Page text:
Tag Archives: lost in siouixland

Learning History Outside of Siouxland, the Waterman Area Heritage Society, Waterman, IL

16 Sep

Travel can always be an educational experience. If one decides to do that. I came upon a small town museum that packed a lot of local history within its walls and two women who were happy to share it. The Waterman, IL, Area Heritage Society had only a few large displays but tons of stuff to peruse.

A local barbershop is created in the Waterman Area Heritage Society in Waterman, Illinois August 31, 2019. (photo by Jerry L Mennenga©)

While taking a few photographs and browsing artifacts, the two volunteers began telling me about the area and sharing stories of their growing up. The museum had quite a collection of “antique” phones, mostly rotary dial but also some push button ones, which they remarked that school children can not imagine using. Let along hearing stories about country “party lines” where maybe 10 families used the same line to talk with another and others and at times had to be vigilant about that one busy body who liked to listen in on other’s conversations.

Volunteers share a funny story about local history in the Waterman Area Heritage Society in Waterman, Illinois August 31, 2019. (photo by Jerry L Mennenga©)

I was lucky as well in that I happened upon the small museum with 10 minutes left before it closed. So I didn’t spend a lot of time perusing items on display but did learn about an area family that built a scale replica of a ship that was placed over a vehicle and the family traveled the United States participating in various parades.

A tribute to the Eakle Family that traveled and participated in many municipality parades across the country during the 20th Century seen in the Waterman Area Heritage Society in Waterman, Illinois August 31, 2019. (photo by Jerry L Mennenga©)

 

Recorded history via a photograph in the Waterman Area Heritage Society in Waterman, Illinois August 31, 2019. (photo by Jerry L Mennenga©)

One item of note the volunteers pointed out were broaches that were created in probably the 19th Century. I had seen something similar at another museum I was visited and the broaches were made with human hair collected over a period of time and probably done over the winter months when going outside might not have been an option then as streets snow removal was probably not what it is today.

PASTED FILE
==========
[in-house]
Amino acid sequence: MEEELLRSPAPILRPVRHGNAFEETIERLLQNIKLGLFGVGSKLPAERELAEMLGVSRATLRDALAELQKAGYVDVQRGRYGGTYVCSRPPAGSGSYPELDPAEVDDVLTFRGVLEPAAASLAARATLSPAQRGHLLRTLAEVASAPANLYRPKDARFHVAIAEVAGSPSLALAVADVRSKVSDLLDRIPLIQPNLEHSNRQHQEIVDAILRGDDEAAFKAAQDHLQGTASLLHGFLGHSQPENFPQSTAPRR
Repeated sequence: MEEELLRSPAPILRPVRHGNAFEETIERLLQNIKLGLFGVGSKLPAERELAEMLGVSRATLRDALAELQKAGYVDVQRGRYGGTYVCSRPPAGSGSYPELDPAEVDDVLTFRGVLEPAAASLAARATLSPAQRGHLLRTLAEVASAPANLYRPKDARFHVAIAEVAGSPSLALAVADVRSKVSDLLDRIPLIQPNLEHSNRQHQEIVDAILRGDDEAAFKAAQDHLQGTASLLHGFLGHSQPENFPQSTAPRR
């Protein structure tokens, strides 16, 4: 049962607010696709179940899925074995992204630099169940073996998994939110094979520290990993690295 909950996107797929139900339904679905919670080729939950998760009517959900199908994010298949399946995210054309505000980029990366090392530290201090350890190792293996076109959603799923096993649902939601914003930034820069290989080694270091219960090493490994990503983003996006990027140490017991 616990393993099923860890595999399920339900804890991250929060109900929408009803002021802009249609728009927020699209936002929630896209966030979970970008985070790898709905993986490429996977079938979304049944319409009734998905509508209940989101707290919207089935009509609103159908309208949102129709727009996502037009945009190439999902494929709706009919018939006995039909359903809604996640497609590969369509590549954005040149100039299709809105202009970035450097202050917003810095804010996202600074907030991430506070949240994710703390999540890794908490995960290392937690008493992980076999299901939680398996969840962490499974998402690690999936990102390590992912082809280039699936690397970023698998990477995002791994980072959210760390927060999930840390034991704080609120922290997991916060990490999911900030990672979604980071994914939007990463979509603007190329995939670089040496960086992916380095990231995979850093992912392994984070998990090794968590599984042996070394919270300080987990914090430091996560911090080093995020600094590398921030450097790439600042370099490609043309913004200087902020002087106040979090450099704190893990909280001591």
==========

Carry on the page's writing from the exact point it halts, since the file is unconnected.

Fine craftsmanship broach pins done with human hair seen in the Waterman Area Heritage Society in Waterman, Illinois August 31, 2019. (photo by Jerry L Mennenga©)

So many small museums, so little time, but serendipity can be one’s friend if a person does nothing more than simply look and push open a door to see what lies on the other side.

Jerry Mennenga

Sioux City, Iowa

Items of note on display in the Waterman Area Heritage Society in Waterman, Illinois August 31, 2019. (photo by Jerry L Mennenga©)

 

Graduates of a former community school seen in the Waterman Area Heritage Society in Waterman, Illinois August 31, 2019. (photo by Jerry L Mennenga©)

Enjoying the Walk Outside of Siouxland, Hennepin Canal Parkway, Rock Falls, IL

10 Sep

A walk and bike trail along the Hennepin Canal Parkway in Rock Falls, IL August 28, 2019. (photo by Jerry L Mennenga©)

On a recent trip I had a little time to stretch my legs after a bit of a drive and decided to check out the Hennepin Canal Parkway near where I was staying. For a later summer’s walk the temperature was not terrible or the humidity. I had checked out the Hennepin Canal Parkway a few years ago when visiting some relatives. The canal travels a bit of a distance, and for bike riders that gives them a good ride on even ground. I saw a couple headed out as I was walking back to my vehicle. And the gravel pathway, more for bicyclists than walkers was nice to get the heart rate up a bit.